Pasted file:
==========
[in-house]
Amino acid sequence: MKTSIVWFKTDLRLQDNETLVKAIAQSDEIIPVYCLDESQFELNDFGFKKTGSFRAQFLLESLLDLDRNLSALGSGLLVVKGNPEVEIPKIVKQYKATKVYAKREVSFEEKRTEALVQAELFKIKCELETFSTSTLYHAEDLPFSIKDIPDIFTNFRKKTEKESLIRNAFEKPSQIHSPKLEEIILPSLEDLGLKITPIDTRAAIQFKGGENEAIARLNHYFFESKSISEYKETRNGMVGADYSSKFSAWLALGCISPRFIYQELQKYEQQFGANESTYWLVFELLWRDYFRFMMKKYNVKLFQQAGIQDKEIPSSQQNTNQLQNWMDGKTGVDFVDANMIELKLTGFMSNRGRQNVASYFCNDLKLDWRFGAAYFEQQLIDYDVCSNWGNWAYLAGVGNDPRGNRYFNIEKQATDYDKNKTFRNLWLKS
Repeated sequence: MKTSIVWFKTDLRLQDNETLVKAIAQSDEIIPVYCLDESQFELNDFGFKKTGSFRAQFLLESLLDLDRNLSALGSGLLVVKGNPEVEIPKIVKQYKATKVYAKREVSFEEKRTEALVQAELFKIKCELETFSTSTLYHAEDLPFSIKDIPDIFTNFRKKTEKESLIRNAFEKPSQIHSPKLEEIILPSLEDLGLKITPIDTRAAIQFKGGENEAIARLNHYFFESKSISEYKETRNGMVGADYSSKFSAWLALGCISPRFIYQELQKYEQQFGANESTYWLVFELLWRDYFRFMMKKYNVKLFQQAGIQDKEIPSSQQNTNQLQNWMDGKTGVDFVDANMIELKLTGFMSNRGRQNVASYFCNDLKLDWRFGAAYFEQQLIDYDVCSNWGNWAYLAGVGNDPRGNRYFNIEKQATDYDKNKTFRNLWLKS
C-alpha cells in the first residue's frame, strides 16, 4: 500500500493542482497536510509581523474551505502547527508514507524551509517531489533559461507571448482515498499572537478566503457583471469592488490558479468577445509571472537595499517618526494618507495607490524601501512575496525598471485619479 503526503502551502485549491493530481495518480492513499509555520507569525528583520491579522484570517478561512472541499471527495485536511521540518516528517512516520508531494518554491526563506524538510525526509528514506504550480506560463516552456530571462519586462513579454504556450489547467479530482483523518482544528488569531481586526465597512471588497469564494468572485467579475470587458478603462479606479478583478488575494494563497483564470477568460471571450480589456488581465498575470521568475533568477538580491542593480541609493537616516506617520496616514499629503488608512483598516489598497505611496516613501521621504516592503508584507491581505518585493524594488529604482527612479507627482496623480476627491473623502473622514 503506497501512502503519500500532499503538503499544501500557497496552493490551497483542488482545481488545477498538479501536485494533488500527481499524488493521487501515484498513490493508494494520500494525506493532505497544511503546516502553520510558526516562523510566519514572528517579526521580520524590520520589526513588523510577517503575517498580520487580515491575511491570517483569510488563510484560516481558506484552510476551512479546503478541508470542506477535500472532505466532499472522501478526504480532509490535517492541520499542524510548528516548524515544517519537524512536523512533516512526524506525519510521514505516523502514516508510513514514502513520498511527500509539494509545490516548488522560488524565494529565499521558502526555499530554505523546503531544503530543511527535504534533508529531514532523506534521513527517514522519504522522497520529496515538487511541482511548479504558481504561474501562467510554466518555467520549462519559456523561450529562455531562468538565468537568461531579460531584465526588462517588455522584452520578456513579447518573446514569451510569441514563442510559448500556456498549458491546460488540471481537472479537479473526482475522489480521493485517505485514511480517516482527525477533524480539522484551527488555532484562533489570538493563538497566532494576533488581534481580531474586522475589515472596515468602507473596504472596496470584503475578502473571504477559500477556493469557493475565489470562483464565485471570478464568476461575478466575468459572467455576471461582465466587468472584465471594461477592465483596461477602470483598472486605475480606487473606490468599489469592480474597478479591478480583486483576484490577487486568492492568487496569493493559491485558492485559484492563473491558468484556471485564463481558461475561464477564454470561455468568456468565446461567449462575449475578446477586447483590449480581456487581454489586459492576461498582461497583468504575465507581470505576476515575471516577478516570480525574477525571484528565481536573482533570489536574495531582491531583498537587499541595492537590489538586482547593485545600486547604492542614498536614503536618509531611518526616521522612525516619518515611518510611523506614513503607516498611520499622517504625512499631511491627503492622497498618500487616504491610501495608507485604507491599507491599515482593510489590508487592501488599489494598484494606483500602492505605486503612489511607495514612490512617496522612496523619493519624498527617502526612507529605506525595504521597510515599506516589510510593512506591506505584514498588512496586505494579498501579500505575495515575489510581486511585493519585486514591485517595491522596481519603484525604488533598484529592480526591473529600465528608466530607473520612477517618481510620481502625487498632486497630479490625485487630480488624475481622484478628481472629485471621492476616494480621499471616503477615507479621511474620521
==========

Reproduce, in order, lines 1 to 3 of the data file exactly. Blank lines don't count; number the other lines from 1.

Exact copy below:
[in-house]
Amino acid sequence: MKTSIVWFKTDLRLQDNETLVKAIAQSDEIIPVYCLDESQFELNDFGFKKTGSFRAQFLLESLLDLDRNLSALGSGLLVVKGNPEVEIPKIVKQYKATKVYAKREVSFEEKRTEALVQAELFKIKCELETFSTSTLYHAEDLPFSIKDIPDIFTNFRKKTEKESLIRNAFEKPSQIHSPKLEEIILPSLEDLGLKITPIDTRAAIQFKGGENEAIARLNHYFFESKSISEYKETRNGMVGADYSSKFSAWLALGCISPRFIYQELQKYEQQFGANESTYWLVFELLWRDYFRFMMKKYNVKLFQQAGIQDKEIPSSQQNTNQLQNWMDGKTGVDFVDANMIELKLTGFMSNRGRQNVASYFCNDLKLDWRFGAAYFEQQLIDYDVCSNWGNWAYLAGVGNDPRGNRYFNIEKQATDYDKNKTFRNLWLKS
Repeated sequence: MKTSIVWFKTDLRLQDNETLVKAIAQSDEIIPVYCLDESQFELNDFGFKKTGSFRAQFLLESLLDLDRNLSALGSGLLVVKGNPEVEIPKIVKQYKATKVYAKREVSFEEKRTEALVQAELFKIKCELETFSTSTLYHAEDLPFSIKDIPDIFTNFRKKTEKESLIRNAFEKPSQIHSPKLEEIILPSLEDLGLKITPIDTRAAIQFKGGENEAIARLNHYFFESKSISEYKETRNGMVGADYSSKFSAWLALGCISPRFIYQELQKYEQQFGANESTYWLVFELLWRDYFRFMMKKYNVKLFQQAGIQDKEIPSSQQNTNQLQNWMDGKTGVDFVDANMIELKLTGFMSNRGRQNVASYFCNDLKLDWRFGAAYFEQQLIDYDVCSNWGNWAYLAGVGNDPRGNRYFNIEKQATDYDKNKTFRNLWLKS